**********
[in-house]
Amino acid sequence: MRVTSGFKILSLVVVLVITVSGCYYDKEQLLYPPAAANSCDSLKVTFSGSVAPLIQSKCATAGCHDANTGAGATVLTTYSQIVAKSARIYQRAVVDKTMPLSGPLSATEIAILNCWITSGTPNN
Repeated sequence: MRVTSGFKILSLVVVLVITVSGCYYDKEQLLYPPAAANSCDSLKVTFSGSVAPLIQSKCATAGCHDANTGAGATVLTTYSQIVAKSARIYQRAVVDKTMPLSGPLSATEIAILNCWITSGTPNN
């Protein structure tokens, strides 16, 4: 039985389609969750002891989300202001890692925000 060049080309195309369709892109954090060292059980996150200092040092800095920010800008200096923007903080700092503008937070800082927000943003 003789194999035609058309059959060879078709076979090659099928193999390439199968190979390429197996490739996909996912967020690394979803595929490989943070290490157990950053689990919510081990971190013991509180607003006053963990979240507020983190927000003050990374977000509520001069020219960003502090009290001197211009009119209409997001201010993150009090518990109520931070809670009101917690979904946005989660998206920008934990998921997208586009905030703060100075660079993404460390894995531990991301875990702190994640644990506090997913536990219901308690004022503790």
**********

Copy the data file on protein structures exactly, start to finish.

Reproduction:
[in-house]
Amino acid sequence: MRVTSGFKILSLVVVLVITVSGCYYDKEQLLYPPAAANSCDSLKVTFSGSVAPLIQSKCATAGCHDANTGAGATVLTTYSQIVAKSARIYQRAVVDKTMPLSGPLSATEIAILNCWITSGTPNN
Repeated sequence: MRVTSGFKILSLVVVLVITVSGCYYDKEQLLYPPAAANSCDSLKVTFSGSVAPLIQSKCATAGCHDANTGAGATVLTTYSQIVAKSARIYQRAVVDKTMPLSGPLSATEIAILNCWITSGTPNN
């Protein structure tokens, strides 16, 4: 039985389609969750002891989300202001890692925000 060049080309195309369709892109954090060292059980996150200092040092800095920010800008200096923007903080700092503008937070800082927000943003 003789194999035609058309059959060879078709076979090659099928193999390439199968190979390429197996490739996909996912967020690394979803595929490989943070290490157990950053689990919510081990971190013991509180607003006053963990979240507020983190927000003050990374977000509520001069020219960003502090009290001197211009009119209409997001201010993150009090518990109520931070809670009101917690979904946005989660998206920008934990998921997208586009905030703060100075660079993404460390894995531990991301875990702190994640644990506090997913536990219901308690004022503790």